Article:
Skip to main content
DON’T MISS OUT: Secure your Limited Edition Leather-Bound Books from Arktos today! Order Now

Janina Schasching discusses the emergence of Rammstein as a cultural phenomenon, exploring their artistic expression as a chronicle of German longing, challenging neo-liberal ideologies, and celebrating the beauty of the German language.

The Sign of Change

The death throes of the German Democratic Republic proved to be the birth pangs for the emergence of a unique philosophical-sociological phenomenon: Rammstein. The bubble of ‘real socialism’ burst and the Wind of Change blew into the lungs of the Eastern Bloc with full force. Like Hansel and Gretel, the children of the Wall set off, leaving behind the cold, unloved prefab home, in search of warmth, well-being, fresh air, and freedom, through the unfamiliar, unknown forest to the ‘hope-green land’, ‘sought, surmised, and never known’.1

Its entirety, its solid form is integrated into reality – it commands a vertical, hierarchical communication. Almost like a dictatorship of forms, sounds, and symbols.

Yet behind the lush sugar splendour, the witch lurked by the hot oven. This entire path of suffering, full of hope, disappointment, fear, horror, intoxication and disillusionment, compresses like a thick bitter grape juice in Rammstein’s complete works. Once thrown into the witch’s oven, Rammstein’s heart will always burn – like from the bronze Sicilian bull, its music sounds so sweet and at the same time so deeply agonising. Since art per se has the function of systematising, archiving, and reproducing the present, the existing, the zeitgeist, we are dealing with certain chronicles of longing – the German longing!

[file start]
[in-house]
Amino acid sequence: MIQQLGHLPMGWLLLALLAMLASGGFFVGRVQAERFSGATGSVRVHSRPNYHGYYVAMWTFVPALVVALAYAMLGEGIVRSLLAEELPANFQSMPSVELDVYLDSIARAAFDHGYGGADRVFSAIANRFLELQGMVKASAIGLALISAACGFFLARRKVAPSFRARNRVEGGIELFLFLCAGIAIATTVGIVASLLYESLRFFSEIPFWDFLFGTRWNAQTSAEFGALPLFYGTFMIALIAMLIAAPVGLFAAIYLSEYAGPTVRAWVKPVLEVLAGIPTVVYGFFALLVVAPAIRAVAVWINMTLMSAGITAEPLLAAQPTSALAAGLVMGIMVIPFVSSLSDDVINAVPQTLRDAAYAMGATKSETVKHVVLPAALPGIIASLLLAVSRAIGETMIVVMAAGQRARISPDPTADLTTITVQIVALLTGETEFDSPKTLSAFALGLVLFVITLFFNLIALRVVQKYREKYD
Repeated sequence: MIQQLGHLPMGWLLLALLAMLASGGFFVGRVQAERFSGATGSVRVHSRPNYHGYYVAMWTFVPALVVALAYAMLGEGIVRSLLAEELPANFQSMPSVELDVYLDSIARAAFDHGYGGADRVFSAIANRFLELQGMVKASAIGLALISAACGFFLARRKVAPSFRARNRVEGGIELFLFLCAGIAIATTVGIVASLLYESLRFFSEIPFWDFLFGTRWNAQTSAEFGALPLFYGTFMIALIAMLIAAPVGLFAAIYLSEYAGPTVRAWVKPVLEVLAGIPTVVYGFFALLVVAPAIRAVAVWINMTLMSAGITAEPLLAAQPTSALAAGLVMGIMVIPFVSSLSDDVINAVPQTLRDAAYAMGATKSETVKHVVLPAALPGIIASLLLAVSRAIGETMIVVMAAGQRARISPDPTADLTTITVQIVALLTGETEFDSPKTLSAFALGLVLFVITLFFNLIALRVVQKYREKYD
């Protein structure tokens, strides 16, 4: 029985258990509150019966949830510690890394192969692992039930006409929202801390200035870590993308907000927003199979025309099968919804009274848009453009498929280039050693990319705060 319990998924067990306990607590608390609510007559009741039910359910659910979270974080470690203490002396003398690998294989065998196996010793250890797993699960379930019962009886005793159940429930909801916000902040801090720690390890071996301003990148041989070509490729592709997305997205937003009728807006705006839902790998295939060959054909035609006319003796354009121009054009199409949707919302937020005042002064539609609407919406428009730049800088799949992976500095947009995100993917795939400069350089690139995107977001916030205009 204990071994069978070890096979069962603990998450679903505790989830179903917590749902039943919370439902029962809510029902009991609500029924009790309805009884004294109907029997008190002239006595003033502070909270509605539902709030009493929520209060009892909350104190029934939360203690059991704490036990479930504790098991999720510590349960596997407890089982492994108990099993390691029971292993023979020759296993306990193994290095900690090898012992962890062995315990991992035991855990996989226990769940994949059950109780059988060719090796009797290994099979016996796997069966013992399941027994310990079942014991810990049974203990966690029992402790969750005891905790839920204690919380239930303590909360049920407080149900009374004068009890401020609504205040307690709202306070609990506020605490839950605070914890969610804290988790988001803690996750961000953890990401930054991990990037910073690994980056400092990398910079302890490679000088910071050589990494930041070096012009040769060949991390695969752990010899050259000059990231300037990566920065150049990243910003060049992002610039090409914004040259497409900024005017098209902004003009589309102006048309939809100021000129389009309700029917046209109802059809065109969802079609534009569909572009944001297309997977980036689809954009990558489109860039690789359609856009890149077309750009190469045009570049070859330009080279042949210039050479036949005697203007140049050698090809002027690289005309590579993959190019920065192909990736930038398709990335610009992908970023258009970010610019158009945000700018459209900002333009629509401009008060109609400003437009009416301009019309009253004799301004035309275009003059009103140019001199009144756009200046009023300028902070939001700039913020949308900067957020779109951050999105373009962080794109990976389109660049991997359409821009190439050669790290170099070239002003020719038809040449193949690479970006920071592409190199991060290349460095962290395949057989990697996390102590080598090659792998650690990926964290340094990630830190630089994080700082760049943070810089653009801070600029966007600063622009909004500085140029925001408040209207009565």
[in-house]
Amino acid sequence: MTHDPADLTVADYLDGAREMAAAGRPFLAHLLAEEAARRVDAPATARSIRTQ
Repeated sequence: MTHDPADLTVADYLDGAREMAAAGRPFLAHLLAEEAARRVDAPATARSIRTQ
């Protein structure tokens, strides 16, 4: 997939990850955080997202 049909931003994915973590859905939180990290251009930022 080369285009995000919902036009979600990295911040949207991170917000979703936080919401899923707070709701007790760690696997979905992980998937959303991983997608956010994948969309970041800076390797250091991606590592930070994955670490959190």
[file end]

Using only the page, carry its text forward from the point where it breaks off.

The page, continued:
In the Twilight of the Age

A fragment-rich conception that exhibits constructivist pretensions. The strict poetry, the unmistakable sound of ‘Neue Deutsche Härte’ (New German Hardness) carries within itself the distant sound from the gigantic concrete constructions of socialist modernity. But that is fading in the clear postmodernist elements of recycling and devaluing semantic building blocks of the past. The dismantling and absence of existence and its meaningfulness leads into the typical ‘post-nihilistic’ dead end of postmodernity. (‘Deutschland’ – ‘Germany’) However, this artistic manner has a very specific intention – through grotesque irony, sometimes bizarre and perverse provocations, a clear message is generated: ‘This world is sick, ugly, deviant and hypocritical.’ (‘Mein Teil’, ‘Spiel mit mir’, ‘Zwitter’, ‘Stein um Stein’, ‘Mann gegen Mann’, ‘Tier’ – ‘My Part’, ‘Play with Me’, ‘Hermaphrodite’, ‘Stone by Stone’, ‘Man against Man’, ‘Animal’) Thus, we cannot consider Rammstein as a purely postmodernist project. It has a skeleton, structure, a representative function and a critical and even politically incorrect core. (‘Amerika’ – ‘America’) Its entirety, its solid form is integrated into reality – it commands a vertical, hierarchical communication. Almost like a dictatorship of forms, sounds, and symbols. With an unmatched expressive power of rich musical pigments, like a flock of symbols penetrating under the skin, Lindemann’s lyrics march into the ruthless ‘Götterdämmerung’ (‘Twilight of the Gods’) of the Occident. This undemocratic aristocracy2 of the grotesque adorns itself with the ornaments of German Romanticism and Gothic down to the epoch of the Enlightenment. (‘Heirate mich’, ‘Feuerräder’, ‘Wilder Wein’, ‘Sonne’, ‘Rosenrot’, ‘Dalai Lama’) – ‘Marry me’, ‘Firewheels’, ‘Wild Wine’, ‘Sun’, ‘Rose Red’, ‘Dalai Lama’)

Whether victim or perpetrator, Rammstein remains an organically grown part of the German cultural body.

Too German

And it goes even further, in a direction unacceptable for neoglobalist ideology. The language!